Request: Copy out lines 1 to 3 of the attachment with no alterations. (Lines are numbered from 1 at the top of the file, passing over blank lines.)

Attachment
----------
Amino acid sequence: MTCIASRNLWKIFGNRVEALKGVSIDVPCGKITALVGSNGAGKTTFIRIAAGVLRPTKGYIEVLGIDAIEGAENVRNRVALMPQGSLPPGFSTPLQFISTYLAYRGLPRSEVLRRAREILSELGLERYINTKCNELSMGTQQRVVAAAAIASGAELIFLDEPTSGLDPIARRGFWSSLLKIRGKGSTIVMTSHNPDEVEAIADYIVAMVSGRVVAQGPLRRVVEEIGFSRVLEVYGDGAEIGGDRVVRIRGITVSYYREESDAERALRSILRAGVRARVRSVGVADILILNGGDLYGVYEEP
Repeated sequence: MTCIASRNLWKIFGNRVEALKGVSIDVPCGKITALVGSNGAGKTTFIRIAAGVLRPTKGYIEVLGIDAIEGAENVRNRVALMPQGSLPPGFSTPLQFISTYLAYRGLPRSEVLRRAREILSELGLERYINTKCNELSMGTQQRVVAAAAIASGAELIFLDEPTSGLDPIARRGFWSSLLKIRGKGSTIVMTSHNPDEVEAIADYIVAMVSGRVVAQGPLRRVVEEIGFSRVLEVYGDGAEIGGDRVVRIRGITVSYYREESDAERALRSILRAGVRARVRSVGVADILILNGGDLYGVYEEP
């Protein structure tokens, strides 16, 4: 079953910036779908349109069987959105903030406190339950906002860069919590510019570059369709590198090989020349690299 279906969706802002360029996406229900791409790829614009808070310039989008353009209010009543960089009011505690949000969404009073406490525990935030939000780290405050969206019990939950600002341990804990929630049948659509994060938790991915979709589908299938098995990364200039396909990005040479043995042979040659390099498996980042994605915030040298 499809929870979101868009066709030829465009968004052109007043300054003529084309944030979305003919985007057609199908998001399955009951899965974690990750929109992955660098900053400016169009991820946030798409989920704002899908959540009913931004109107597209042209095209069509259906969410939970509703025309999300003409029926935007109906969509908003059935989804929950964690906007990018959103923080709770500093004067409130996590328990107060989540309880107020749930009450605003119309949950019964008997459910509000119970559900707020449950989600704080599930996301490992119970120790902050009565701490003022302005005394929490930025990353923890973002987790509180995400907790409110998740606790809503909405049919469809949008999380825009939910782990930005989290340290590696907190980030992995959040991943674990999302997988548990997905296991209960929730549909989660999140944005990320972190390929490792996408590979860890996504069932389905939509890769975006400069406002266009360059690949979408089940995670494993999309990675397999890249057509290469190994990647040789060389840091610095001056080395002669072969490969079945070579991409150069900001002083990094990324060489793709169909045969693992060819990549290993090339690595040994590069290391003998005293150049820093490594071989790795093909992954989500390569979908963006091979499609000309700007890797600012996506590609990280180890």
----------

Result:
Amino acid sequence: MTCIASRNLWKIFGNRVEALKGVSIDVPCGKITALVGSNGAGKTTFIRIAAGVLRPTKGYIEVLGIDAIEGAENVRNRVALMPQGSLPPGFSTPLQFISTYLAYRGLPRSEVLRRAREILSELGLERYINTKCNELSMGTQQRVVAAAAIASGAELIFLDEPTSGLDPIARRGFWSSLLKIRGKGSTIVMTSHNPDEVEAIADYIVAMVSGRVVAQGPLRRVVEEIGFSRVLEVYGDGAEIGGDRVVRIRGITVSYYREESDAERALRSILRAGVRARVRSVGVADILILNGGDLYGVYEEP
Repeated sequence: MTCIASRNLWKIFGNRVEALKGVSIDVPCGKITALVGSNGAGKTTFIRIAAGVLRPTKGYIEVLGIDAIEGAENVRNRVALMPQGSLPPGFSTPLQFISTYLAYRGLPRSEVLRRAREILSELGLERYINTKCNELSMGTQQRVVAAAAIASGAELIFLDEPTSGLDPIARRGFWSSLLKIRGKGSTIVMTSHNPDEVEAIADYIVAMVSGRVVAQGPLRRVVEEIGFSRVLEVYGDGAEIGGDRVVRIRGITVSYYREESDAERALRSILRAGVRARVRSVGVADILILNGGDLYGVYEEP
């Protein structure tokens, strides 16, 4: 079953910036779908349109069987959105903030406190339950906002860069919590510019570059369709590198090989020349690299 279906969706802002360029996406229900791409790829614009808070310039989008353009209010009543960089009011505690949000969404009073406490525990935030939000780290405050969206019990939950600002341990804990929630049948659509994060938790991915979709589908299938098995990364200039396909990005040479043995042979040659390099498996980042994605915030040298 499809929870979101868009066709030829465009968004052109007043300054003529084309944030979305003919985007057609199908998001399955009951899965974690990750929109992955660098900053400016169009991820946030798409989920704002899908959540009913931004109107597209042209095209069509259906969410939970509703025309999300003409029926935007109906969509908003059935989804929950964690906007990018959103923080709770500093004067409130996590328990107060989540309880107020749930009450605003119309949950019964008997459910509000119970559900707020449950989600704080599930996301490992119970120790902050009565701490003022302005005394929490930025990353923890973002987790509180995400907790409110998740606790809503909405049919469809949008999380825009939910782990930005989290340290590696907190980030992995959040991943674990999302997988548990997905296991209960929730549909989660999140944005990320972190390929490792996408590979860890996504069932389905939509890769975006400069406002266009360059690949979408089940995670494993999309990675397999890249057509290469190994990647040789060389840091610095001056080395002669072969490969079945070579991409150069900001002083990094990324060489793709169909045969693992060819990549290993090339690595040994590069290391003998005293150049820093490594071989790795093909992954989500390569979908963006091979499609000309700007890797600012996506590609990280180890």